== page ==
By ROBYN SHAPIRO
In response to the film “Spotlight” winning the Best Picture Academy Award last Sunday, news coverage has rekindled its fire toward the issue of sexual assault in the Catholic Church.
“Spotlight” tells the story of an original investigation conducted by the Boston Globe that began in 2002, when reporters in the Globe’s investigative team started to analyze cases of sexual abuse in the Catholic Church.
Recently CBS News released information that a Grand Jury report had found two bishops had hidden more than 100 sexual assault cases by more than 50 priests and religious leaders in the past 40 years. Evidence was found for these cases in a secretive dioceses archive.
News media are the only way a population will be informed about what goes in the world around them. While I appreciated the quality of storytelling that “Spotlight” did in order for the public to know about the issue, I am sad that it took almost 14 years after the original investigation in order for people to recognize its relevance again.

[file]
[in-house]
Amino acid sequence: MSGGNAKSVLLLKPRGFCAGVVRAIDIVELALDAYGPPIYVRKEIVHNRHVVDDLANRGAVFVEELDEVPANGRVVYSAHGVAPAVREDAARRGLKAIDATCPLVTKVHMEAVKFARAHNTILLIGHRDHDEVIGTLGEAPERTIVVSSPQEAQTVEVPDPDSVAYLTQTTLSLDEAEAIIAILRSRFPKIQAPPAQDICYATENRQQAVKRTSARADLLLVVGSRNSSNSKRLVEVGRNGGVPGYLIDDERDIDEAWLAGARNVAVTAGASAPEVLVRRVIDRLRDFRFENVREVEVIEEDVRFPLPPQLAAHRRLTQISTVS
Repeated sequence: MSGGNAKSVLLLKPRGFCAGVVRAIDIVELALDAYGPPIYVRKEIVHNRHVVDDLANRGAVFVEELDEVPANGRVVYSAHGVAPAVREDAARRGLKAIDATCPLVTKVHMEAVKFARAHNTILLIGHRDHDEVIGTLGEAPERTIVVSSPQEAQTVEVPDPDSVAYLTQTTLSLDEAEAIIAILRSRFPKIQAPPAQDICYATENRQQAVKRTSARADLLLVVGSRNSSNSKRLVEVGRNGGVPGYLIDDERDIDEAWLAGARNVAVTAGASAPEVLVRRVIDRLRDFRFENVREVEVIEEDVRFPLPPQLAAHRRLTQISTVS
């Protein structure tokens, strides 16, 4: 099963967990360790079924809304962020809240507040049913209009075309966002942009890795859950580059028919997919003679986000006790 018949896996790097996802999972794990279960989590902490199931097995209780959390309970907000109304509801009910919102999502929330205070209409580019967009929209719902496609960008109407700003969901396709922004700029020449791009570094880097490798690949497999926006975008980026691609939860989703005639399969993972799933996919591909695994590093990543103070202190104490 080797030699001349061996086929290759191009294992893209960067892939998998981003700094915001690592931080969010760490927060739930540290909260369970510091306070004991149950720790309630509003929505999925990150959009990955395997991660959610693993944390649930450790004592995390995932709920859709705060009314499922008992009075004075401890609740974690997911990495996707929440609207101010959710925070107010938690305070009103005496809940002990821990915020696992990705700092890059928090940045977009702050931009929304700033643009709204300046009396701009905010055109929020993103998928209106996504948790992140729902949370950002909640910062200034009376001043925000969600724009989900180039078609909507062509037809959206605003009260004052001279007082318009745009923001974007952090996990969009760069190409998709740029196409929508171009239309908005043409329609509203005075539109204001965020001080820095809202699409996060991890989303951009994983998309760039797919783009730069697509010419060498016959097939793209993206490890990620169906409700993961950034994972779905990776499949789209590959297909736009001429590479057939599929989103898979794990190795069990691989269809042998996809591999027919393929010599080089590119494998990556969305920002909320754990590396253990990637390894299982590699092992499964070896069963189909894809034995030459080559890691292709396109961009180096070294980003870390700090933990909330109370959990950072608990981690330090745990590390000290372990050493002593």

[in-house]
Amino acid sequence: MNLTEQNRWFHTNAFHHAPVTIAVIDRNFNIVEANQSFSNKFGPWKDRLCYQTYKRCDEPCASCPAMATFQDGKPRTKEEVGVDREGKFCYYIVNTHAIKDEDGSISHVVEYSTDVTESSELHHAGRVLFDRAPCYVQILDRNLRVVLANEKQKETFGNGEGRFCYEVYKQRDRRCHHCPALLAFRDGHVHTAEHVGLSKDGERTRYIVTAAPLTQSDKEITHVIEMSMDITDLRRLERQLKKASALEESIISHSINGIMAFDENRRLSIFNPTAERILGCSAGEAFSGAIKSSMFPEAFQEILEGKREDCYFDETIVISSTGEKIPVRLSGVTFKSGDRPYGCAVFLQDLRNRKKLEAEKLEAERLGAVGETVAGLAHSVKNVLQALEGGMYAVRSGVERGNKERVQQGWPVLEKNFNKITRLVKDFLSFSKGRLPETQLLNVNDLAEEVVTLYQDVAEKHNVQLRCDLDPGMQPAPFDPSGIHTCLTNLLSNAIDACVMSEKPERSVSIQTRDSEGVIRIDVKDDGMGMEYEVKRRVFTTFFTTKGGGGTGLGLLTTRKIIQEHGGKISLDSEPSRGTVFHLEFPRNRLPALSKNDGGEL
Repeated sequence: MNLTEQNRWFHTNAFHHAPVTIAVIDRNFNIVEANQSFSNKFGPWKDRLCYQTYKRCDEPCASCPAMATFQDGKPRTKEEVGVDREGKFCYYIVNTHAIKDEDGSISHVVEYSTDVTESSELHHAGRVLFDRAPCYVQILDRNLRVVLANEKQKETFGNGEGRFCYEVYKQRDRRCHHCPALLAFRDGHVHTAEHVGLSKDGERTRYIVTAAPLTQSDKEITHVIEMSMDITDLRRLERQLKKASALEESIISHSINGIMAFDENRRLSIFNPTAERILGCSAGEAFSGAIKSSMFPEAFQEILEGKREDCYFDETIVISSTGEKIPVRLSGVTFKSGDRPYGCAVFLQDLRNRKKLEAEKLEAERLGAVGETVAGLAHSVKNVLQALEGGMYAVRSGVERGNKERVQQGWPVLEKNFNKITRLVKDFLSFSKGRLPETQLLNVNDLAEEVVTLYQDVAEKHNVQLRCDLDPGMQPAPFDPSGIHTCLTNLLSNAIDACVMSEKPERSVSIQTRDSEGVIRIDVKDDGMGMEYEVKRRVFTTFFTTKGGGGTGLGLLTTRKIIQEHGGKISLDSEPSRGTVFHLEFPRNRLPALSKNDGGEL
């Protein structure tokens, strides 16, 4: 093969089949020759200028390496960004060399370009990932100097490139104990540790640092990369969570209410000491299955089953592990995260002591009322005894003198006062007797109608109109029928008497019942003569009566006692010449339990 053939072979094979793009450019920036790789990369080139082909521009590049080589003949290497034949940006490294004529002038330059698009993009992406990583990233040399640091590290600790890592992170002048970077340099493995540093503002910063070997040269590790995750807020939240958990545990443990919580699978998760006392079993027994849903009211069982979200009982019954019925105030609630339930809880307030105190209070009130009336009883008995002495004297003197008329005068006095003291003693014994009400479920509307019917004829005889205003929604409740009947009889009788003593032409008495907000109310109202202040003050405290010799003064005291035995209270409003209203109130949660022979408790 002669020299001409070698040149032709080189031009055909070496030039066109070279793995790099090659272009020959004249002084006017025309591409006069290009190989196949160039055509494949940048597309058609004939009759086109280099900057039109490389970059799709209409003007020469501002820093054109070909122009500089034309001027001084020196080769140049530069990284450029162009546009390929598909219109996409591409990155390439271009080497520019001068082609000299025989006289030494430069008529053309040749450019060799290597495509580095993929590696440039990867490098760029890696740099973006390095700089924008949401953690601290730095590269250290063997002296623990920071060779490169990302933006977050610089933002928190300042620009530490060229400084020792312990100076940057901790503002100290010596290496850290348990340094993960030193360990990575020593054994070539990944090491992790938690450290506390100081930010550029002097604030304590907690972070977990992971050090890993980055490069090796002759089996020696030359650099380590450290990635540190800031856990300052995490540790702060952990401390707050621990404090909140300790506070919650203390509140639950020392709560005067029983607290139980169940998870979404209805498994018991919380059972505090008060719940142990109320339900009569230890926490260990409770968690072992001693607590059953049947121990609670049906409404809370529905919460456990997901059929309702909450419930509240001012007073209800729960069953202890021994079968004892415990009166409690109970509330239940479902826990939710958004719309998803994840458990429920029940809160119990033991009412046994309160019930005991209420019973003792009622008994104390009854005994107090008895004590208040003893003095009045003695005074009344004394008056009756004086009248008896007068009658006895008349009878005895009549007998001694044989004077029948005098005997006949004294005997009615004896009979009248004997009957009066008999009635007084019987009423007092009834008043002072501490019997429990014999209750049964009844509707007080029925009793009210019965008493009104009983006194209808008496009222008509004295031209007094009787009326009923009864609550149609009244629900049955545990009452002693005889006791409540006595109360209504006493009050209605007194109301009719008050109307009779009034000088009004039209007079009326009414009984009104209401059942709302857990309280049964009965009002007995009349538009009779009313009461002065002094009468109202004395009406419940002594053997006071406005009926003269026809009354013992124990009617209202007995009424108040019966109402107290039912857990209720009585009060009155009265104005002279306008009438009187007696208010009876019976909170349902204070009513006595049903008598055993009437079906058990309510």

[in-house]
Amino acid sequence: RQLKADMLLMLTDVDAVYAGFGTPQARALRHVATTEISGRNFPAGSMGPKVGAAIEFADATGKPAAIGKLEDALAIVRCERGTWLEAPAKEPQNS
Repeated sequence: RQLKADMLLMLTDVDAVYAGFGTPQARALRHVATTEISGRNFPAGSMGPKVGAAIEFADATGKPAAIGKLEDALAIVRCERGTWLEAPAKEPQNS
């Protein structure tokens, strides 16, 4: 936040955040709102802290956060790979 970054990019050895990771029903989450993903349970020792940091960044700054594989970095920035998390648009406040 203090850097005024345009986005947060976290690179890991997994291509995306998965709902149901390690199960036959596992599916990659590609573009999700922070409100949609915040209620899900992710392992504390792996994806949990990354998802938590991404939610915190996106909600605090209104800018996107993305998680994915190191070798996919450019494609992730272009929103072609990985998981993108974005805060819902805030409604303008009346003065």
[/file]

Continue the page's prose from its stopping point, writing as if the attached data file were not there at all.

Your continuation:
Does it really take a Hollywood picture to emphasize the weight of corruptness inside of this religious organization, or in any organization?
If that truly is the case, then the news media should emphasize other channels in order to get across crucial messages. A compelling story like this one could not have been told in a more emotional, factual and enlightening way.
Film is a medium of communication that has not been unlocked to its full potential and is one of the few art forms and media channels that engages an audience through almost every sense.
While issues like this one and undoubtedly others go unnoticed, it is our job as the media to not only inform the public, but also truly convey the importance and pertinence of current issues in whatever media channel that is most effective.